Counting The Eggs: Tallying All The Assets In A Divorce

You depend on your clients to list all assets that need to be divided in a divorce, but unfortunately the lists you receive are sometimes incomplete. Often it's not that the person was trying to be dishonest. Instead the client will say, "Was I supposed to include that?" In order to complete the NY Statement of Net Worth accurately you may need to remind your client of assets that typically get left out.

Security Deposits - Security deposits or earnest money tend to get forgotten about until the funds are returned. Clients should take time to consider any rentals or other transactions that might have required a deposit.

Loans To Others - That money lent to a brother-in-law to help him when he was out of work was a personal favor, but it is also an asset that may need to be divided. People often don't realize that the money owed to them on a personal loan is just as much an asset as a tangible item.

Life Insurance - Term life insurance has no surrender value so can be ignored, but whole life does have value. That doesn't mean the policy holder has any intent to cash the policy in, but the value must be accounted for in the NY divorce software.

Pensions - A 401k, IRA or other defined contribution retirement plan is obviously an asset since there is an account with a balance in it. Defined benefit retirement plans, known more commonly as pensions, are much rarer than they were a generation ago but some organizations still offer them. Clients may not realize that these plans have a present value and must be included in a property settlement.

Gifts Between Spouses - Couples are often surprised that gifts given to each other are usually considered joint rather than personal property. One important exception is the engagement ring. Since this gift was given before the marriage, it is a pre-marital asset that belongs to the recipient.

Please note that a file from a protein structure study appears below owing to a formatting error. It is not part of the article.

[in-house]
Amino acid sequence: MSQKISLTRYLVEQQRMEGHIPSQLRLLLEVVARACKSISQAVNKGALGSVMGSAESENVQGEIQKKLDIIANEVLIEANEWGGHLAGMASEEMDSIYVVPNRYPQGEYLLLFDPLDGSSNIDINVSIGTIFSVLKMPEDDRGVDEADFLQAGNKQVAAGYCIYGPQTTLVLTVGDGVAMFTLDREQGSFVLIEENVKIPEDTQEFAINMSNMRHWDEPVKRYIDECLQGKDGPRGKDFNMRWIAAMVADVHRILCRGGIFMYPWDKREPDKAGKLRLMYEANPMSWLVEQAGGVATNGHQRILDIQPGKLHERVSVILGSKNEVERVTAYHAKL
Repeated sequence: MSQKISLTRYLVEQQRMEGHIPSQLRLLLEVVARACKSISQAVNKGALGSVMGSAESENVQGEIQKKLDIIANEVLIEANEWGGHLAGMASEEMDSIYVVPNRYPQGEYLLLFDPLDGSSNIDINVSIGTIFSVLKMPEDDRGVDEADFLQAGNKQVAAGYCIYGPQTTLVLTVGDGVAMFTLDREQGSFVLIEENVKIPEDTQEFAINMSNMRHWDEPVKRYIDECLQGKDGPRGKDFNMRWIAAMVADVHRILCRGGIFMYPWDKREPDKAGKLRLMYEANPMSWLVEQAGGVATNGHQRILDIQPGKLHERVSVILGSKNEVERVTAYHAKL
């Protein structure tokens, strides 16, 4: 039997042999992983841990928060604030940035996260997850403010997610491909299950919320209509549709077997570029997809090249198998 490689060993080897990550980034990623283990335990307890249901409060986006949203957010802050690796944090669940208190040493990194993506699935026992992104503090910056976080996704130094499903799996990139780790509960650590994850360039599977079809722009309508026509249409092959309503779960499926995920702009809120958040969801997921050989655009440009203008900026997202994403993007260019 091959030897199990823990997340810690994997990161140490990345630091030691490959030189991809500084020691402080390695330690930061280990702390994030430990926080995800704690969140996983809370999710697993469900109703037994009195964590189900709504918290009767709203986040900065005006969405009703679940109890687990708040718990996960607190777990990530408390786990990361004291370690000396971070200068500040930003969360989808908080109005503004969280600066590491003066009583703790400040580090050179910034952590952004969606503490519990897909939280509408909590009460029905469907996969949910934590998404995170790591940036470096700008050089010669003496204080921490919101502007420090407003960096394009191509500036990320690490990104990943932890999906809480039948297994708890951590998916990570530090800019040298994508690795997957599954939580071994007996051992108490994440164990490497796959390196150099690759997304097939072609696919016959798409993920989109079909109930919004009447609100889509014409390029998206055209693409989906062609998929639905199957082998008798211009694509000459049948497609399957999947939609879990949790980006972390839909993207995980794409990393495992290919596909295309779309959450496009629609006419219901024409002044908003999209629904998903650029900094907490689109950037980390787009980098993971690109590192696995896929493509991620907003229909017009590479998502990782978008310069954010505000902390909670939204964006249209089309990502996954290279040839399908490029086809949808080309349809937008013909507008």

Pre-Marital Property - A house, especially a vacation home, owned before the marriage is usually considered a pre-marital so won't be divided in the divorce. However, if the spouse has been added to the title, or if the spouse has made significant monetary contributions to property improvement, then the house may go on the settlement table. Of course even if the title is in one person's name, the mortgage might be in both, which can create an odd situation where one owns the asset yet both own the liability.

Remind your clients that it is better to report too much than too little, at least when reporting to you. Once you have all the information, you can determine which items are joint property to be divided and which are personal property to be kept. Only then can you complete the NY net worth statement accurately. You don't want to be surprised during negotiations by assets you didn't know existed. EzSupport-NY can account for all these assets and many more, and you can easily update the client's records as new items come to light.

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